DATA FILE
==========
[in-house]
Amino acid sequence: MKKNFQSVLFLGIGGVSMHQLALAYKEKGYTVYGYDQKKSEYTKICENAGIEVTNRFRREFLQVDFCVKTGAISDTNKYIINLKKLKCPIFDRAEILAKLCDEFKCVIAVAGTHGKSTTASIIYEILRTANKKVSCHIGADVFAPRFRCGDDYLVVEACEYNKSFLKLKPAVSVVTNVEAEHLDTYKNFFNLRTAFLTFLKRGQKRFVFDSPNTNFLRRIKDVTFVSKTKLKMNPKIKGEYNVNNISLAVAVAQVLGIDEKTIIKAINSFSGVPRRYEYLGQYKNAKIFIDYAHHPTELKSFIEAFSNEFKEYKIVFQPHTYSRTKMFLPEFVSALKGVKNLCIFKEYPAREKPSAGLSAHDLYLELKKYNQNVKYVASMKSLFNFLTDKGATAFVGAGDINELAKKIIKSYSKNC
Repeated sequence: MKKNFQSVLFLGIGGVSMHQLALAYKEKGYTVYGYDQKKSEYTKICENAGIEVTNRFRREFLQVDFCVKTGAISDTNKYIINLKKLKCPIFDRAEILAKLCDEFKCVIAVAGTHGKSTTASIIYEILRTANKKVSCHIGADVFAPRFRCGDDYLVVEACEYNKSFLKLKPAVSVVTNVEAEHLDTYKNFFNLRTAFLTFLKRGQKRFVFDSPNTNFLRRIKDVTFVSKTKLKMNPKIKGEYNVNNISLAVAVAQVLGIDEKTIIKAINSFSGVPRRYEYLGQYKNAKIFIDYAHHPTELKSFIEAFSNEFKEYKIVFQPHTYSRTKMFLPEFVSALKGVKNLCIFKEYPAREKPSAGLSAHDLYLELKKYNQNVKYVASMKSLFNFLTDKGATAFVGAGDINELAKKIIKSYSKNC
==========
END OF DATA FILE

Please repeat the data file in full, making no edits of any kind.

[in-house]
Amino acid sequence: MKKNFQSVLFLGIGGVSMHQLALAYKEKGYTVYGYDQKKSEYTKICENAGIEVTNRFRREFLQVDFCVKTGAISDTNKYIINLKKLKCPIFDRAEILAKLCDEFKCVIAVAGTHGKSTTASIIYEILRTANKKVSCHIGADVFAPRFRCGDDYLVVEACEYNKSFLKLKPAVSVVTNVEAEHLDTYKNFFNLRTAFLTFLKRGQKRFVFDSPNTNFLRRIKDVTFVSKTKLKMNPKIKGEYNVNNISLAVAVAQVLGIDEKTIIKAINSFSGVPRRYEYLGQYKNAKIFIDYAHHPTELKSFIEAFSNEFKEYKIVFQPHTYSRTKMFLPEFVSALKGVKNLCIFKEYPAREKPSAGLSAHDLYLELKKYNQNVKYVASMKSLFNFLTDKGATAFVGAGDINELAKKIIKSYSKNC
Repeated sequence: MKKNFQSVLFLGIGGVSMHQLALAYKEKGYTVYGYDQKKSEYTKICENAGIEVTNRFRREFLQVDFCVKTGAISDTNKYIINLKKLKCPIFDRAEILAKLCDEFKCVIAVAGTHGKSTTASIIYEILRTANKKVSCHIGADVFAPRFRCGDDYLVVEACEYNKSFLKLKPAVSVVTNVEAEHLDTYKNFFNLRTAFLTFLKRGQKRFVFDSPNTNFLRRIKDVTFVSKTKLKMNPKIKGEYNVNNISLAVAVAQVLGIDEKTIIKAINSFSGVPRRYEYLGQYKNAKIFIDYAHHPTELKSFIEAFSNEFKEYKIVFQPHTYSRTKMFLPEFVSALKGVKNLCIFKEYPAREKPSAGLSAHDLYLELKKYNQNVKYVASMKSLFNFLTDKGATAFVGAGDINELAKKIIKSYSKNC